The A.V. Club's Scores

For 5,984 reviews, this publication has graded:
  • 49% higher than the average critic
  • 3% same as the average critic
  • 48% lower than the average critic
On average, this publication grades 2.3 points lower than other critics. (0-100 point scale)
Average Movie review score: 59
Highest review score: 100 L.A. Confidential
Lowest review score: 0 8MM
Score distribution:
5,984 movie reviews
  1. Only Washington stands out; he's charming, intense, and charismatic as ever.
  2. Amy
    Winehouse was a complicated artist who deserved a nuanced, honest look at her life. In lesser hands, Amy could be a feature-length E! True Hollywood Story, but Kapadia treats his subject with respect and heart.
  3. Attack The Block turns its modest budget into a virtue by focusing on character, especially the surprisingly charged, complicated dynamic between enemies-turned-allies Whittaker and Boyega.
  4. It's all done in questionable taste, mucking around in the nasty terrain of snuff films and children in constant peril, but Sinister is smart and well-crafted, and it scarcely gives the audience a moment to breathe.
  5. Great casting takes The Other Guys most of the way: Ferrell draws a wealth of good material from his character's oddball ineffectuality, and he partners perfectly with Wahlberg, who's always best at his most incredulous.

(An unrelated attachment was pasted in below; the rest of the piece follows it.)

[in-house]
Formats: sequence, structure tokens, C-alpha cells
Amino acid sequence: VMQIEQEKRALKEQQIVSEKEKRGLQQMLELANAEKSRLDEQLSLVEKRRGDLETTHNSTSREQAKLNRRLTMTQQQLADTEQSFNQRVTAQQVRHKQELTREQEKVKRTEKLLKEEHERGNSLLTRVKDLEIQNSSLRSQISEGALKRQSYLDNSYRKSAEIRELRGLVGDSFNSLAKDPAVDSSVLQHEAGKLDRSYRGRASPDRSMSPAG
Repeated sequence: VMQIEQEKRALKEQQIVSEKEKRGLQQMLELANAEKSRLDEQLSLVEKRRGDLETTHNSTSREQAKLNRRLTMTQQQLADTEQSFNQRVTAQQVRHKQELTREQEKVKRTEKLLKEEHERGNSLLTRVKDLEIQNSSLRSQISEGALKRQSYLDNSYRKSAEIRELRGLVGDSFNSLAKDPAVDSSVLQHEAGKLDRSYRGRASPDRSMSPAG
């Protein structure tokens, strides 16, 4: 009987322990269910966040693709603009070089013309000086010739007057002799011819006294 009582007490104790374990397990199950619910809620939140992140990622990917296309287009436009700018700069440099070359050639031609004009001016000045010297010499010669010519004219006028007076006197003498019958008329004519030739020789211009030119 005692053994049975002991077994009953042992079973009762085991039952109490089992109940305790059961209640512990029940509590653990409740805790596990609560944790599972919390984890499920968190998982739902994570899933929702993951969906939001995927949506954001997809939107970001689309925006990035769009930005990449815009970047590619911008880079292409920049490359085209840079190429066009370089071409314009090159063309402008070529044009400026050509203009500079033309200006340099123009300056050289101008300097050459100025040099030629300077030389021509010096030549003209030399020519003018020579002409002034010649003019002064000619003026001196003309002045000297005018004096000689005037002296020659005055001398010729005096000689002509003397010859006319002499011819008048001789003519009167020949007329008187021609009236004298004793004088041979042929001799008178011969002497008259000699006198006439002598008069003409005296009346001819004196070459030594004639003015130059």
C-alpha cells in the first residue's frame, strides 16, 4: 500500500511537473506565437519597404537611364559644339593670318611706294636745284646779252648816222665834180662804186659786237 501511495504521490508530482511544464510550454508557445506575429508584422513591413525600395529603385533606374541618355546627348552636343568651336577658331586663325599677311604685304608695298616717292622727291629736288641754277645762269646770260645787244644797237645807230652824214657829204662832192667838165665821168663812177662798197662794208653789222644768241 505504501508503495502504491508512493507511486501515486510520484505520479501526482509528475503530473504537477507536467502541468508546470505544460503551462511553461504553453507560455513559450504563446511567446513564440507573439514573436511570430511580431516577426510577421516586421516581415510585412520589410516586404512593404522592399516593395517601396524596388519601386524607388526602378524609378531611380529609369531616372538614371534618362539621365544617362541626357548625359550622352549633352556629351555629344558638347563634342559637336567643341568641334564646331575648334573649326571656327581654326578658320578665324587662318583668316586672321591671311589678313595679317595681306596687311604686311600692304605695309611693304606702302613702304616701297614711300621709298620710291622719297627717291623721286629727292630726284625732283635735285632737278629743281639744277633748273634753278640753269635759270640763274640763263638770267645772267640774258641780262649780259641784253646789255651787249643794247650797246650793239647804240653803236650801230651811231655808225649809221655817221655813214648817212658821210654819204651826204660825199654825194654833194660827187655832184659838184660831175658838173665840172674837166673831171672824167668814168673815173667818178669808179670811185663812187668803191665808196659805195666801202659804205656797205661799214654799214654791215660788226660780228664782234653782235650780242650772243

6. Developed by Mitchell and the actors, the characters don't always seem consistent from moment to moment, but a sharp sense of humor and comfortable performances by a committed and--it must be said--remarkably limber cast help smooth over the rough edges.
  7. Everything here is pitched relentlessly toward uplift, but at least that uplift is genuine, the product of one visionary's indomitable will and a musical universe he brought into existence through vision, dedication, and plenty of stubborn hard work.
  8. In spite of the out-of-place pregnancy subplot, Smashed is a film of pummeling intensity and bruised emotions.
  9. Côté and Henriquez err in pressing their case too hard on occasion, especially when they cut to reaction shots of Khadr supporters watching footage of his agony; there's a line between providing context and manipulating the audience that they don't care to acknowledge. Then again, subtlety isn't likely the goal: You Don't Like The Truth beats the drum, and beats it loudly.
  10. Though the lightness of Bernie can get disconcerting at times, even cartoonish, Linklater approaches the story with a bemused curiosity that seems about right under the circumstances.
  11. The beauty of the film is how organically its themes are presented - it's a slice of life that comes about its sweeping ideas with surprising delicacy.
  12. The Ghost Writer may not go down as one of Polanski’s masterpieces, but if it does end up being his swan song, it’s the ideal denouement to a life and career of unsettling resonance.
  13. Doing some of his best work in years, Ewan McGregor plays Mills' alter ego as a prickly, not altogether noble loner in his late 30s who initially doesn't take the news of his father's coming-out well.
  14. Mermin presents all this without editorial comment, and her film would be worth watching if only for its look at a profound culture-clash. But it goes one better, and delves into one of those clashing cultures, capturing it in a moment of change that goes far beyond one beauty academy's superficial concerns.